Writes Shannon Bream in "The Mothers and Daughters of the Bible Speak," "In Mary’s song of praise, we witness the sweep of salvation history and the supernatural power" of God.

The love of spiritual mother and daughter not only framed but also provided the actual human embodiment for the arrival of the gift of salvation for all humanity.

We don’t know the circumstances of how Mary was brought up, or by whom, but from what little the Bible tells us we can see that Elizabeth was probably a significant part of that. 

The devout faith of Elizabeth informed the godly trust of Mary, “she who believed,” and Mary’s obedience made all of our lives as Christians possible. As brothers and sisters of Jesus, we too are spiritual children of Mary and spiritual grandchildren of the righteous Elizabeth, who gave thanks for the miracle the Lord had worked in her life.

“In Elizabeth’s absence, Mary was most certainly missing her mentor and spiritual mother as she watched her son — the one they had dreamed about together — be tortured and put to death.”

We have no idea what happened to Elizabeth or when she died — and for that matter, we don’t know those things about Mary either. We can guess that Zechariah and Elizabeth, who were older when John was born, probably died long before his work as John the Baptist began.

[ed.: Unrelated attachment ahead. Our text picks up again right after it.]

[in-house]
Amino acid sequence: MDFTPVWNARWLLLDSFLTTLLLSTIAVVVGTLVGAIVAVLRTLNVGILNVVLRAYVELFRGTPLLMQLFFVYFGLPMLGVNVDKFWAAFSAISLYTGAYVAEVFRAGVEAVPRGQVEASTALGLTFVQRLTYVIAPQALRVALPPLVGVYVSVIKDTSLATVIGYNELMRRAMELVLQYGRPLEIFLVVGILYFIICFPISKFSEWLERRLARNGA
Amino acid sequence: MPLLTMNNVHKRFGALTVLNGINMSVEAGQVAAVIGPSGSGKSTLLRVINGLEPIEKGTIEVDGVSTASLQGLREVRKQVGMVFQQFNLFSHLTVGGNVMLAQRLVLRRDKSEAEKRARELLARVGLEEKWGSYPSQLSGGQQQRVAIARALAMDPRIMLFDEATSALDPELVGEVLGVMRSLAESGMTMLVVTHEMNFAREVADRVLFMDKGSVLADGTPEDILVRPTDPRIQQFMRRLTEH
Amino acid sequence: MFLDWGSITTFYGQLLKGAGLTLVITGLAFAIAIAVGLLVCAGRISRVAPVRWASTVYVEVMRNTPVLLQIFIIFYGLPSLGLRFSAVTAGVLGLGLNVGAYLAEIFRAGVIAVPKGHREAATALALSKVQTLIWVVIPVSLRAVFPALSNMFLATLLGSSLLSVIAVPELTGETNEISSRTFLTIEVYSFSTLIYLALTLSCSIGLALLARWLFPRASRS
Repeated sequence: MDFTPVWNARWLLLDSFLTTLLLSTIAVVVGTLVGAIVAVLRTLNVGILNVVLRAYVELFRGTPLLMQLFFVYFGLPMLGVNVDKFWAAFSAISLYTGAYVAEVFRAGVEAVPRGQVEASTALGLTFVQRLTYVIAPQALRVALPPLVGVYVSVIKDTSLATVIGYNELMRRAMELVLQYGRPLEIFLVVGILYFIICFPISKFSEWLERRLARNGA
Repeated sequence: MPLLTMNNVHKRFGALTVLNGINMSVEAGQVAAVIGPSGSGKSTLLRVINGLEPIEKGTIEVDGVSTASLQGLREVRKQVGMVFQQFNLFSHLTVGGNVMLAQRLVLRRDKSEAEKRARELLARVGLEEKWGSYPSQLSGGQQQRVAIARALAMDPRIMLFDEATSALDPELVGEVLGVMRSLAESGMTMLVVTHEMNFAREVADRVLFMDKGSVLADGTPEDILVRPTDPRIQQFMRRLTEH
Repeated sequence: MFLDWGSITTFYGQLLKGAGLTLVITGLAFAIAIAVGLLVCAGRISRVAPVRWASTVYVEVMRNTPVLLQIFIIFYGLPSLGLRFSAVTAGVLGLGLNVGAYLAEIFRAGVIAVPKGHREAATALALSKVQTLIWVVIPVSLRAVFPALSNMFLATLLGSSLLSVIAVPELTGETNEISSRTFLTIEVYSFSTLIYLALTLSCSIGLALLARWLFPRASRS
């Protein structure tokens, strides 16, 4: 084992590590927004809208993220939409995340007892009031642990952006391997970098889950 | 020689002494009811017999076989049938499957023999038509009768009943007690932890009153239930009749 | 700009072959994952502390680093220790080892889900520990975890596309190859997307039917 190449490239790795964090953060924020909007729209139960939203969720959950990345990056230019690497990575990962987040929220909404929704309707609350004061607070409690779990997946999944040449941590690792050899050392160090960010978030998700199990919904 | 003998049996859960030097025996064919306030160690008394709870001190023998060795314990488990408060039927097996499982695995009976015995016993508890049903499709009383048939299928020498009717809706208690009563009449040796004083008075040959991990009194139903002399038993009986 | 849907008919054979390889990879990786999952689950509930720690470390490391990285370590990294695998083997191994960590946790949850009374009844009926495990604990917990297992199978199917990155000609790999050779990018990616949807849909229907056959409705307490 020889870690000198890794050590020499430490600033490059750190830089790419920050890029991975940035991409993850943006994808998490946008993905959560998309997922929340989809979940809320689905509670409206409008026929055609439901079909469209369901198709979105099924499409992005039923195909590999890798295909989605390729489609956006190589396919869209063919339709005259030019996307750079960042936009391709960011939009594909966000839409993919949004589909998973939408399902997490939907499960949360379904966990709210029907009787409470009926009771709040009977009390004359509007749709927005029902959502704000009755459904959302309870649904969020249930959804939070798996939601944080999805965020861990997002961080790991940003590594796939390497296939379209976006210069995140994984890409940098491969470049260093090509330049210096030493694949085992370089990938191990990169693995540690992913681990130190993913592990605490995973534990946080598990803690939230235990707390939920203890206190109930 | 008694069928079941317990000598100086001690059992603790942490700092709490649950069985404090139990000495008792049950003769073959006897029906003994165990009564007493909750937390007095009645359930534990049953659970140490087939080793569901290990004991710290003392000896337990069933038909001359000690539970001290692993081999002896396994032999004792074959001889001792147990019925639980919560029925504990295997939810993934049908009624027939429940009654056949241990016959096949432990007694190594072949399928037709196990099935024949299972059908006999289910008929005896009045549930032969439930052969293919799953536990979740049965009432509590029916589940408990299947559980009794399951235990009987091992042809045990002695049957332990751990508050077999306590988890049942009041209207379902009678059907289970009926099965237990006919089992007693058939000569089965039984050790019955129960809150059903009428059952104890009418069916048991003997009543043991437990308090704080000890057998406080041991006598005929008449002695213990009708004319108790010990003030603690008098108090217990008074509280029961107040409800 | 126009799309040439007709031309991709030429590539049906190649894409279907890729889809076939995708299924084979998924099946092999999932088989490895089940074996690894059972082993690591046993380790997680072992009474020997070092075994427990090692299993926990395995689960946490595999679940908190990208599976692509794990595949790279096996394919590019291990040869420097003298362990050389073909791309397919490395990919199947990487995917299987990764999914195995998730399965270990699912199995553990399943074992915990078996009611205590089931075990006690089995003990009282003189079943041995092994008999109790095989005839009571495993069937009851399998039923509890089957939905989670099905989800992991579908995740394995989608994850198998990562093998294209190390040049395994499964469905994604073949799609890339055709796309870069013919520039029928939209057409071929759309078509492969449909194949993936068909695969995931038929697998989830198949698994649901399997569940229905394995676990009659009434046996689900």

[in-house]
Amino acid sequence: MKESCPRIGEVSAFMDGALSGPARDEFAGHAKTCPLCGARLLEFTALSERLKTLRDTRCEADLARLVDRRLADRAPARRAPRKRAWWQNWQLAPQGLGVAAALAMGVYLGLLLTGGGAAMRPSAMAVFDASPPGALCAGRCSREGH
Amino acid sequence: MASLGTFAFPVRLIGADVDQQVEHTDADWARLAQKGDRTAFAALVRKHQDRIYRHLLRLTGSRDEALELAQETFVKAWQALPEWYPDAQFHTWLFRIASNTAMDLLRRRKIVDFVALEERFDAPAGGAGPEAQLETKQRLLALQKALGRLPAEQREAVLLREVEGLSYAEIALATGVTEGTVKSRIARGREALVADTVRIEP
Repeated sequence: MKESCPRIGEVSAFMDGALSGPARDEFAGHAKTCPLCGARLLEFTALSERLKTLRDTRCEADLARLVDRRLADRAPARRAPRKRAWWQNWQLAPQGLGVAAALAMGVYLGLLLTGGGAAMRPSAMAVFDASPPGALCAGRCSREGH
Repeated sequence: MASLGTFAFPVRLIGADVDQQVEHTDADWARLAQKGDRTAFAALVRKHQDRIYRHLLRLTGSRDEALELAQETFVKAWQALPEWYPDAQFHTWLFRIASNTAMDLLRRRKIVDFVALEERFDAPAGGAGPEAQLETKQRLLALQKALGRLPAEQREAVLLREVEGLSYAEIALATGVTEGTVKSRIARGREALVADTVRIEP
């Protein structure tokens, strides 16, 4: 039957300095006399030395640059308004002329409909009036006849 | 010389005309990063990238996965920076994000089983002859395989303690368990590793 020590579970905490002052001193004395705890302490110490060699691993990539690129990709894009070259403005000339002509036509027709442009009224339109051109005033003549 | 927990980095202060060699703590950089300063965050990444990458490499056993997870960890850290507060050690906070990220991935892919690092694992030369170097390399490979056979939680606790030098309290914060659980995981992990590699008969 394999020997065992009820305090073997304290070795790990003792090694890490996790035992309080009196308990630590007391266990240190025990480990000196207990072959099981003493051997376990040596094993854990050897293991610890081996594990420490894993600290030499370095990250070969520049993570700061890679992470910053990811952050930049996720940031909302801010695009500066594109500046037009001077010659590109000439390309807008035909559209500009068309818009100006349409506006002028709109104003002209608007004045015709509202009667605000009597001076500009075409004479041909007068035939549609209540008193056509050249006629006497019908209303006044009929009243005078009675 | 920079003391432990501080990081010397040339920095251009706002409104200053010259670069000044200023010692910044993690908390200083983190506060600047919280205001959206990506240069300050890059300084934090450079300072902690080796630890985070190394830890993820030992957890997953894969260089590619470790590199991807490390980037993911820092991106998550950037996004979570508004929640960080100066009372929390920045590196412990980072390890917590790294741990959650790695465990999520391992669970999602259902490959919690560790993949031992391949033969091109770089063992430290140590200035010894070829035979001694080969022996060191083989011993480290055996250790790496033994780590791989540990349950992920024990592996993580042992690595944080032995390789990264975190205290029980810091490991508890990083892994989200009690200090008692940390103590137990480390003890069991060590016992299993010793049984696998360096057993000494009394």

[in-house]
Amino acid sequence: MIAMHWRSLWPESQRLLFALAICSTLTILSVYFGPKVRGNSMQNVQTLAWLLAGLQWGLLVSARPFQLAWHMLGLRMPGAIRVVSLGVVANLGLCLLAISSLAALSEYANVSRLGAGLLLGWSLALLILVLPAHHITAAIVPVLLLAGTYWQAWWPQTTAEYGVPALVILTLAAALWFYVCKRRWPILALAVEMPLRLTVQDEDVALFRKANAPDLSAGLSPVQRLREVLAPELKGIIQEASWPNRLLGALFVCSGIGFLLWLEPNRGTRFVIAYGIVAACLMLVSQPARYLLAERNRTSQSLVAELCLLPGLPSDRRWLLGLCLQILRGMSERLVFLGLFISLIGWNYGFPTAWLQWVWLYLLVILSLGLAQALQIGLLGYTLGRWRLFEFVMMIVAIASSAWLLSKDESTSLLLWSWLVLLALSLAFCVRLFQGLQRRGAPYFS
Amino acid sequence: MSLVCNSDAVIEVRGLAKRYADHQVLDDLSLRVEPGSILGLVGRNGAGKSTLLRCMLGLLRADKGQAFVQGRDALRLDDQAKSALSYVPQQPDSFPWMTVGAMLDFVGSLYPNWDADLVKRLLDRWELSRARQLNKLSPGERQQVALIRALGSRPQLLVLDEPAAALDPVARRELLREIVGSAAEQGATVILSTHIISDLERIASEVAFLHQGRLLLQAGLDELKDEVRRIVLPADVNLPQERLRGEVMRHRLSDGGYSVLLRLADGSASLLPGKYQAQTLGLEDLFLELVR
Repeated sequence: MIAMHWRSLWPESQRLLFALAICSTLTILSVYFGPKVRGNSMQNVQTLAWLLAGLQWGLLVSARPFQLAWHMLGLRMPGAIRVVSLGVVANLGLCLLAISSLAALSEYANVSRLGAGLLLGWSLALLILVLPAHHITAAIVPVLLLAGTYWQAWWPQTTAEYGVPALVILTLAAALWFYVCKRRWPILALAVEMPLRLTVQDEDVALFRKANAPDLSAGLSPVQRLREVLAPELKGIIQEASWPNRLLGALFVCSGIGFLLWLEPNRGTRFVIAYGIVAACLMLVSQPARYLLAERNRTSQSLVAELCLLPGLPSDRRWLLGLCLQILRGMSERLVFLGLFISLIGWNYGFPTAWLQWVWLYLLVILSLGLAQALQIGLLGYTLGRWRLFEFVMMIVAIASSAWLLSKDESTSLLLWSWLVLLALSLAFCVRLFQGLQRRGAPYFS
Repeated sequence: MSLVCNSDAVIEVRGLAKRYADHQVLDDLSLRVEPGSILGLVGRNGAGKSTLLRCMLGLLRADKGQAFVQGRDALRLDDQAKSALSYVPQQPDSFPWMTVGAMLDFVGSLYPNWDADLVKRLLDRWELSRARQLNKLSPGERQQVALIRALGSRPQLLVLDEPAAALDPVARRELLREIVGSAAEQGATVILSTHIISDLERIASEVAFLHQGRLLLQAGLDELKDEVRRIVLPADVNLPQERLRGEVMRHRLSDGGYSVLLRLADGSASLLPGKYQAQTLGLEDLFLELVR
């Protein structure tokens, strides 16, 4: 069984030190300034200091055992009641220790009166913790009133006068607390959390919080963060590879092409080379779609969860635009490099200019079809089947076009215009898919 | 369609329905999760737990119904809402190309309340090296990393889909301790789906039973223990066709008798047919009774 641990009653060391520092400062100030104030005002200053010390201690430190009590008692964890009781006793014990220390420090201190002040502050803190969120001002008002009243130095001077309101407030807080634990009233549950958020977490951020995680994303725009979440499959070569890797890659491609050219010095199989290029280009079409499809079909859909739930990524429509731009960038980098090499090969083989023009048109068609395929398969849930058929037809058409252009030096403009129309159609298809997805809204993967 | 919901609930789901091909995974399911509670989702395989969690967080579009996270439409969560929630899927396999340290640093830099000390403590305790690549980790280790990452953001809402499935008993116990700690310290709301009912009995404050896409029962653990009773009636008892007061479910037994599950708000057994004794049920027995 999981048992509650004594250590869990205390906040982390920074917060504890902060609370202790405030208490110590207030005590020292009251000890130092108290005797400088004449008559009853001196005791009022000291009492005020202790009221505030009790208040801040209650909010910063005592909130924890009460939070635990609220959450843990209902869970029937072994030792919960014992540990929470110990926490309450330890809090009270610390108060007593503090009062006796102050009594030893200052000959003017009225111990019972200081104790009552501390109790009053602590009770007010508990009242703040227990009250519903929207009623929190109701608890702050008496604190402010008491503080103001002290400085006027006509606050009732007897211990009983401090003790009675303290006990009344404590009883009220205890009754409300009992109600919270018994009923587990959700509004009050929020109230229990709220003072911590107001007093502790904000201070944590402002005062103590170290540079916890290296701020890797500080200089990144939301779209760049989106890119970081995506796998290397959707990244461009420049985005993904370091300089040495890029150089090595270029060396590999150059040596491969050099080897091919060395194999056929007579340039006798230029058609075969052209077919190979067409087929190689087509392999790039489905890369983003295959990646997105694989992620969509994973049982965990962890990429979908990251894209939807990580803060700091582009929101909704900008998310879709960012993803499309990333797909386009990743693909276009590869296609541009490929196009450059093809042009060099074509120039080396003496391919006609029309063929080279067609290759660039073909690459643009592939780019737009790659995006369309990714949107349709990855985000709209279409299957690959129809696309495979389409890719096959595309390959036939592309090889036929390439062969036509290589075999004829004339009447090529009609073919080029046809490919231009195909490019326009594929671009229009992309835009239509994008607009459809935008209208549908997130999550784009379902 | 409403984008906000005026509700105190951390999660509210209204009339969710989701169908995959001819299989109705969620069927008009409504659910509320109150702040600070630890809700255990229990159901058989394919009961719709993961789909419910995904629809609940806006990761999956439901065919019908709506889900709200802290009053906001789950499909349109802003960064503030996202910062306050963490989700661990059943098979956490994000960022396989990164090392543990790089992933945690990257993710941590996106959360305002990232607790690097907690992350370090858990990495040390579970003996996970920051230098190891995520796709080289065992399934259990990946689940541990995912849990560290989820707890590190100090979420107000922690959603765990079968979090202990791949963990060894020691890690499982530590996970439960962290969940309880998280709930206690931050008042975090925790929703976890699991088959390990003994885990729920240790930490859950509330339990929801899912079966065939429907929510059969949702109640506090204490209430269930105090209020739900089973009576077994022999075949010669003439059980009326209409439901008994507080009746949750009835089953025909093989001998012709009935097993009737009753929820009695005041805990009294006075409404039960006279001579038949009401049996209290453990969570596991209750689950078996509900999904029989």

So sometime before Jesus and John began their public ministries, Elizabeth had most likely died. Mary’s husband, Joseph, was most likely dead as well, since Mary was traveling with Jesus at least at some points (John 2:1–12; 19:25; Matthew 12:47), and we see no mention of Joseph after Jesus’s visit to the temple when he was missing around age 12. 

This meant that as Jesus was starting to teach and preach, Mary had lost people very dear to her. 

In addition to writing the book, Shannon Bream also hosts "The Mothers and Daughters of the Bible Speak" on Fox Nation. 

In addition to writing the book, Shannon Bream also hosts "The Mothers and Daughters of the Bible Speak" on Fox Nation. 
(Fox Nation)

In Elizabeth’s absence, Mary was most certainly missing her mentor and spiritual mother as she watched her son — the one they had dreamed about together — be tortured and put to death.

This, too, is part of the bittersweet love between mother and daughter. As spiritual mothers, we pass on our wisdom to our spiritual daughters, knowing that we might not be able to be there for them when they need it the most.